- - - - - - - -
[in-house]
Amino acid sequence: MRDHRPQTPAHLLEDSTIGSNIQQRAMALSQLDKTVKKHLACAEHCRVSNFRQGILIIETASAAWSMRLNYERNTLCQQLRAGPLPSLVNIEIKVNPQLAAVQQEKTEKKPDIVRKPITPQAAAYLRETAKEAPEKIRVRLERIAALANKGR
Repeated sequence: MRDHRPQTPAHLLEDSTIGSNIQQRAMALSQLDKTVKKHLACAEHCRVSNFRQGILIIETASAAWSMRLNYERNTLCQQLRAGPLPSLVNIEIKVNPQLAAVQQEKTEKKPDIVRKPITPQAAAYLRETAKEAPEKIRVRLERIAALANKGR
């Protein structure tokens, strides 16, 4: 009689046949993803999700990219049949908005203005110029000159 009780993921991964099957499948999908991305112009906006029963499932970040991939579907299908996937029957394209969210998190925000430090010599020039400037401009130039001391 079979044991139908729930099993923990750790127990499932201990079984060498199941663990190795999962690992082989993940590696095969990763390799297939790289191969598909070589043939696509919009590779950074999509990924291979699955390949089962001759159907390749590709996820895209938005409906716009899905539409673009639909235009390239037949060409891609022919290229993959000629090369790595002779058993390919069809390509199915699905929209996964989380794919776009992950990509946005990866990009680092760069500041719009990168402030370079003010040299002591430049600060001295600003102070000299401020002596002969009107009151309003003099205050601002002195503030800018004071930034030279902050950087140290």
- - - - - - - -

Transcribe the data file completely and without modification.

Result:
[in-house]
Amino acid sequence: MRDHRPQTPAHLLEDSTIGSNIQQRAMALSQLDKTVKKHLACAEHCRVSNFRQGILIIETASAAWSMRLNYERNTLCQQLRAGPLPSLVNIEIKVNPQLAAVQQEKTEKKPDIVRKPITPQAAAYLRETAKEAPEKIRVRLERIAALANKGR
Repeated sequence: MRDHRPQTPAHLLEDSTIGSNIQQRAMALSQLDKTVKKHLACAEHCRVSNFRQGILIIETASAAWSMRLNYERNTLCQQLRAGPLPSLVNIEIKVNPQLAAVQQEKTEKKPDIVRKPITPQAAAYLRETAKEAPEKIRVRLERIAALANKGR
């Protein structure tokens, strides 16, 4: 009689046949993803999700990219049949908005203005110029000159 009780993921991964099957499948999908991305112009906006029963499932970040991939579907299908996937029957394209969210998190925000430090010599020039400037401009130039001391 079979044991139908729930099993923990750790127990499932201990079984060498199941663990190795999962690992082989993940590696095969990763390799297939790289191969598909070589043939696509919009590779950074999509990924291979699955390949089962001759159907390749590709996820895209938005409906716009899905539409673009639909235009390239037949060409891609022919290229993959000629090369790595002779058993390919069809390509199915699905929209996964989380794919776009992950990509946005990866990009680092760069500041719009990168402030370079003010040299002591430049600060001295600003102070000299401020002596002969009107009151309003003099205050601002002195503030800018004071930034030279902050950087140290």